According to OECD estimates, if the money currently spent on fuel subsidies, widely considered the most harmful subsidy, was shifted to one of the best performing ones—such as those that offer working capital to small fishing businesses or help build their business acumen—fish stocks would grow and fishers could catch more fish, earning about USD 2 billion more each year. Diverting money away from harmful subsidies and toward fishers’ incomes that are decoupled from fishing, potentially through disaster payments or employment insurance, would also deliver benefits equitably across the fishing sector.
The good news is that there is already buy-in among the highest levels of government for shifting these investments to support the conservation and restoration of the marine environment and the sustainability of the marine economic sectors. The United Nations Sustainable Development Goals (SDGs) reinforce the WTO’s 2001 mandate to reach an agreement by the end of 2020 to eliminate harmful subsidies.
The good news is that there is already buy-in among the highest levels of government for shifting these investments to support the conservation and restoration of the marine environment and the sustainability of the marine economic sectors.
Momentum toward an agreement slowed when the pandemic sidelined a June 2020 WTO meeting, but as the WTO resumed conversations in September, it signaled an interest in meeting its December 2020 deadline. And the players seem to be aligning in this direction. China—which has previously resisted pressure to accept restrictions and curb the size and range of its vast fleet—recently announced that it was ready to fully engage in the negotiations. China, the European Union, the United States, South Korea, and Japan provide the majority of harmful subsidies.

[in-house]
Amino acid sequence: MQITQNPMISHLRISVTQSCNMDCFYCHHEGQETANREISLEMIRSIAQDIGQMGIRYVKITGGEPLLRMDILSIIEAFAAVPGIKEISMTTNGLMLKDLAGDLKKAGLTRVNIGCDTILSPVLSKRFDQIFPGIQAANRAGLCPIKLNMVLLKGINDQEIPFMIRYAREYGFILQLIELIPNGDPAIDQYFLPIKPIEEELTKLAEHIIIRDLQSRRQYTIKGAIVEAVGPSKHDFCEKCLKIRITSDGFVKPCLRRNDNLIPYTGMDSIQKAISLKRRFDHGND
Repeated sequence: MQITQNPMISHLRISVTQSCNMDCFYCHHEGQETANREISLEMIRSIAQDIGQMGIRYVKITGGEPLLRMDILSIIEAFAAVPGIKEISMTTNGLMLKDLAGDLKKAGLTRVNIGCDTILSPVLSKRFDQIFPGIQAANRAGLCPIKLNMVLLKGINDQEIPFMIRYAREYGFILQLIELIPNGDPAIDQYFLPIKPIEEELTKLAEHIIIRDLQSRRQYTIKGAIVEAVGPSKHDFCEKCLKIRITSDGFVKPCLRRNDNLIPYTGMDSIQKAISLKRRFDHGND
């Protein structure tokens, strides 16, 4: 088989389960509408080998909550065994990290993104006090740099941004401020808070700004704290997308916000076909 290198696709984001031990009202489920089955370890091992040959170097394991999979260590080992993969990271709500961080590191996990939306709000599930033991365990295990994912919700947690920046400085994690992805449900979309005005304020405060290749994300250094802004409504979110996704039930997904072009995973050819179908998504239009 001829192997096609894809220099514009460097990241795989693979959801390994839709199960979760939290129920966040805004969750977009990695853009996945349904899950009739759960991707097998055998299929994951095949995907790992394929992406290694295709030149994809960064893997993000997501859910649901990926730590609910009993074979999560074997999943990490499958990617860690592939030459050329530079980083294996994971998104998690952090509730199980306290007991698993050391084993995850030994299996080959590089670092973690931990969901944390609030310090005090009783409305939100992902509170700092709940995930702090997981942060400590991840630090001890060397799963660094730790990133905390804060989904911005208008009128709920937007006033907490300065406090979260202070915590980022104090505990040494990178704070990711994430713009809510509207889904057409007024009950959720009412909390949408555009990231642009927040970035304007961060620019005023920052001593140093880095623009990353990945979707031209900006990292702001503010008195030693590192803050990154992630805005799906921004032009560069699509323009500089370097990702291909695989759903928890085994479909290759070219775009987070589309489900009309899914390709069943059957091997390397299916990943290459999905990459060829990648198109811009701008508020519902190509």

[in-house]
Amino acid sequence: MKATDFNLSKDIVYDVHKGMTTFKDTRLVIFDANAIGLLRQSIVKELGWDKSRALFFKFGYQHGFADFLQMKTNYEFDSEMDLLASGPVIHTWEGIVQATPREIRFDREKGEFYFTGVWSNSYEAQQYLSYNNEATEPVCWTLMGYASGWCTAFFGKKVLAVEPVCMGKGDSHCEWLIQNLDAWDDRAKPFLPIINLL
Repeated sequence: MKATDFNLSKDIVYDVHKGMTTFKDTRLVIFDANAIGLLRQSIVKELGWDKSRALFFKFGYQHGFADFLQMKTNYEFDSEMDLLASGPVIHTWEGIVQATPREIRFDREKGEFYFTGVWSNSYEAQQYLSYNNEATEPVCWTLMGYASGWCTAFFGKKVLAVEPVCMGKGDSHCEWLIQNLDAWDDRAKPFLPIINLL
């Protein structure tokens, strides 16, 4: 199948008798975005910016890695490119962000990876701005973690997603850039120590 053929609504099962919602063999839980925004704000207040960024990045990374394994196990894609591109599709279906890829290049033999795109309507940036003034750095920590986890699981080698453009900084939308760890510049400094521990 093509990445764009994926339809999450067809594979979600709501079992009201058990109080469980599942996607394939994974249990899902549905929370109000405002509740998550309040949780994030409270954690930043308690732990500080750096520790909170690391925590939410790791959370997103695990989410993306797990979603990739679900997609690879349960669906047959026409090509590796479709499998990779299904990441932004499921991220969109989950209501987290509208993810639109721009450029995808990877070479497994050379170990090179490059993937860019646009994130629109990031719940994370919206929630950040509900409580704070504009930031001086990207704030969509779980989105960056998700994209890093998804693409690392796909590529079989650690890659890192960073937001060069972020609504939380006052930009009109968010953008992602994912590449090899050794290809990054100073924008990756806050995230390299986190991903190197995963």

The WTO continued these conversations in October and is expected to pick the topic back up when it meets again in November. This is a game-changing opportunity to fix a systemic problem that is harming people as well as the fish they depend on for food and livelihoods, but it requires action by the WTO before the end of this year. Governments committed to addressing harmful subsidies when they approved SDG 14. Now is the time for them to make good on that commitment.
Meg Caldwell leads the Ocean team at the David and Lucile Packard Foundation. Prior to joining the Foundation, she directed the Environment and Natural Resources Law and Policy Program at Stanford University. While at Stanford, she also served as Executive Director of the Center for Ocean Solutions (COS).
Dr. Rashid Sumaila is Professor and Director of the Fisheries Economics Research Unit at the University of British Columbia’s Institute for the Oceans and Fisheries. He specializes in bioeconomics, marine ecosystem valuation, and the analysis of global issues such as fisheries subsidies, IUU (illegal, unreported and unregulated) fishing, and the economics of high and deep seas fisheries.